Matthew Hall: Reform Australia’s mining laws to protect Indigenous communities
When London-headquartered multinational mining company Rio Tinto blew up a 46,000-year-old Aboriginal site in May 2020, the shockwaves went beyond the initial blast, rippling through Australia’s political sphere and social media with enough gusto to oust the company’s then-chief executive Jean-Sébastien Jacques.
The explosion, in pursuit of roughly 8Mt of iron ore, destroyed ancient caves with direct links to the present-day traditional owners and brought ferocious backlash against Rio Tinto. The aftermath saw a parliamentary inquiry into the incident and widespread condemnation of Rio Tinto, including from its shareholders.
Except, destroying the caves had actually been permitted by the authorities in Western Australia.
The Aboriginal Heritage Act, introduced in 1972, has been criticised as an outdated piece of legislation for years – more so in the wake of Rio Tinto’s actions at Juukan Gorge. The gist of the act is that it’s illegal to damage or destroy ancient Indigenous sites.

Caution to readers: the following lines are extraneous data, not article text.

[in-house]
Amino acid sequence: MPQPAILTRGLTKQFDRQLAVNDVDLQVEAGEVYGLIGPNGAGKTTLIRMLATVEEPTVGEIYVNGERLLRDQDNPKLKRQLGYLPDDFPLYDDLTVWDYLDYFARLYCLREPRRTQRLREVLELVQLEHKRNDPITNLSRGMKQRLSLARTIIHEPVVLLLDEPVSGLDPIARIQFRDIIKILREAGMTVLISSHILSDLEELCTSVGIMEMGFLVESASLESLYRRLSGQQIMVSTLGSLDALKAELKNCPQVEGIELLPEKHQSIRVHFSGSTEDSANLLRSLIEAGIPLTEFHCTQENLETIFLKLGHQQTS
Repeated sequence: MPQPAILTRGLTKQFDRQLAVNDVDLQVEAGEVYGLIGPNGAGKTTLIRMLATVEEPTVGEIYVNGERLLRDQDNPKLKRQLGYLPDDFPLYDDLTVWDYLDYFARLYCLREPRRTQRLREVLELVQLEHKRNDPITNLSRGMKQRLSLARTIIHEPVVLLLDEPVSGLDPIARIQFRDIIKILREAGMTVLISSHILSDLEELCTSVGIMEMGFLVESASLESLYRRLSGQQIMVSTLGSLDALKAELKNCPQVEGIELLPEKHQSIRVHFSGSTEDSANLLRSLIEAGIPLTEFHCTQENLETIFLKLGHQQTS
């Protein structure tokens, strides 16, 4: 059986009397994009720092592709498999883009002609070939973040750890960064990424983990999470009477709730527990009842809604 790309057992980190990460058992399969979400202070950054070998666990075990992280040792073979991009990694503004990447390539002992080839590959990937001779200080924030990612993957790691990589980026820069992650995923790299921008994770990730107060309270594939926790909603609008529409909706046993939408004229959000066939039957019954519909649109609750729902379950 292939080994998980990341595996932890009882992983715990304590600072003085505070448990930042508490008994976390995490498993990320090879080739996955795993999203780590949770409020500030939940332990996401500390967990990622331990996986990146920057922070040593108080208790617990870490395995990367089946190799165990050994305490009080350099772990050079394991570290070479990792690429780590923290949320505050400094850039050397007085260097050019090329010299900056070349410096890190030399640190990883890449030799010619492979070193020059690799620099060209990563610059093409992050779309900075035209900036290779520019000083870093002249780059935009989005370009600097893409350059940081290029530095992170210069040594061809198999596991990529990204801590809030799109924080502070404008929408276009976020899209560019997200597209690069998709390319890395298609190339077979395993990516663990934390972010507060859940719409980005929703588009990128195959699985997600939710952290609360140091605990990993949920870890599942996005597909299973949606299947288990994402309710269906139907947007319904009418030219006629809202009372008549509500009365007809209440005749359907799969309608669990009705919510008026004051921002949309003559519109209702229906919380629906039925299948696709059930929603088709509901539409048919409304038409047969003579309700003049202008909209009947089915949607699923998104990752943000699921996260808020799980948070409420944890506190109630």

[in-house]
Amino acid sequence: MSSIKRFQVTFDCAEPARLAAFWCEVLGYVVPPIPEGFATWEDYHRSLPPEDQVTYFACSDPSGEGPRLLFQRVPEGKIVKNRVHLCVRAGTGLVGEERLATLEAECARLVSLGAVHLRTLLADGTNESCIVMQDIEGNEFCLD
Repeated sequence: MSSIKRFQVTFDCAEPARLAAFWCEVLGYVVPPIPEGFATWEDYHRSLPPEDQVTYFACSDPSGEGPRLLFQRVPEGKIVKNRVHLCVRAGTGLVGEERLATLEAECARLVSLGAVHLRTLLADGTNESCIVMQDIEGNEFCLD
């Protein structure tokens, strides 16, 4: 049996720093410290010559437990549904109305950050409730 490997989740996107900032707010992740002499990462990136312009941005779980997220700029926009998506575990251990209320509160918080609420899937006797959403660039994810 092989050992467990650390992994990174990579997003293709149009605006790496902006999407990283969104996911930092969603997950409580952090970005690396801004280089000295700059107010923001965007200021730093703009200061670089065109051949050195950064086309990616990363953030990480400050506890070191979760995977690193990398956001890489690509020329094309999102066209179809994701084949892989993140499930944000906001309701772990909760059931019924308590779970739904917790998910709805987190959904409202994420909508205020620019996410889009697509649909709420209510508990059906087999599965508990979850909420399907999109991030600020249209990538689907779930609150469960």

That is, unless you secure an exemption under Section 18 of the Act – in which case, go crazy. Under the current system, there is no formal means to appeal a Section 18 approval, and no mechanism to reconsider an approval if new information comes to light.
The interim report of the parliamentary inquiry into the Juukan Gorge incident made several recommendations to overhaul legislation – one of which was a moratorium on Section 18 applications. This was rejected by Western Australia’s Aboriginal Affairs Minister Ben Wyatt, the man responsible for approving Section 18 applications. He said a moratorium is “not a practical solution”, but that he expects companies to have engaged with traditional owners before applying.
But for as long as Section 18 approvals exist, they continue to remove the criminality from destroying sacred and historically significant sites. It might come at the cost of leaving some metals in the ground, but the human cost of destroying entire swathes of cultural heritage should be held in much higher regard. Australia should revamp its laws around Indigenous heritage and protection, or mining risks becoming an activity inflicted on Indigenous communities rather than conducted with them.